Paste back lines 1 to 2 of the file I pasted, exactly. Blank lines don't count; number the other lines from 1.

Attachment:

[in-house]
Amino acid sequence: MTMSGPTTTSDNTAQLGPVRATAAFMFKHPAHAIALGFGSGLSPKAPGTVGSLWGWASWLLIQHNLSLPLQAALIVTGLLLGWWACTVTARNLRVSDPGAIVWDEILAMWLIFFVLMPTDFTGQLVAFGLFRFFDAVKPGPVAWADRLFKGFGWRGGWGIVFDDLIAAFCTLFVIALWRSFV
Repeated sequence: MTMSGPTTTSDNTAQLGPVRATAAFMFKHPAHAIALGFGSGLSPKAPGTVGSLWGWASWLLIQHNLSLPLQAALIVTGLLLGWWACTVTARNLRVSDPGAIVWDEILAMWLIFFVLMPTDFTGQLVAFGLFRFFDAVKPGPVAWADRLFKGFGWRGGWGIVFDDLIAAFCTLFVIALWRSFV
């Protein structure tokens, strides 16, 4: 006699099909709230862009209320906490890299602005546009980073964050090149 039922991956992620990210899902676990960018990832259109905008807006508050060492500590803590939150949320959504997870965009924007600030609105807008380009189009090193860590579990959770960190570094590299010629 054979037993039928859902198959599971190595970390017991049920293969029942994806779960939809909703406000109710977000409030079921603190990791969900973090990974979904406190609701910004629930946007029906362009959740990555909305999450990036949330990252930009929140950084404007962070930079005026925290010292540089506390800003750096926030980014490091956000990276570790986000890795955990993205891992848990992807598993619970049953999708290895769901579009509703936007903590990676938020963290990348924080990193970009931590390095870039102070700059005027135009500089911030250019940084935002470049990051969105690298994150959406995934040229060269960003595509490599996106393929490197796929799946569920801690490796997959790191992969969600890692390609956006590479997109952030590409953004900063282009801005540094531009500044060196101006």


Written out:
[in-house]
Amino acid sequence: MTMSGPTTTSDNTAQLGPVRATAAFMFKHPAHAIALGFGSGLSPKAPGTVGSLWGWASWLLIQHNLSLPLQAALIVTGLLLGWWACTVTARNLRVSDPGAIVWDEILAMWLIFFVLMPTDFTGQLVAFGLFRFFDAVKPGPVAWADRLFKGFGWRGGWGIVFDDLIAAFCTLFVIALWRSFV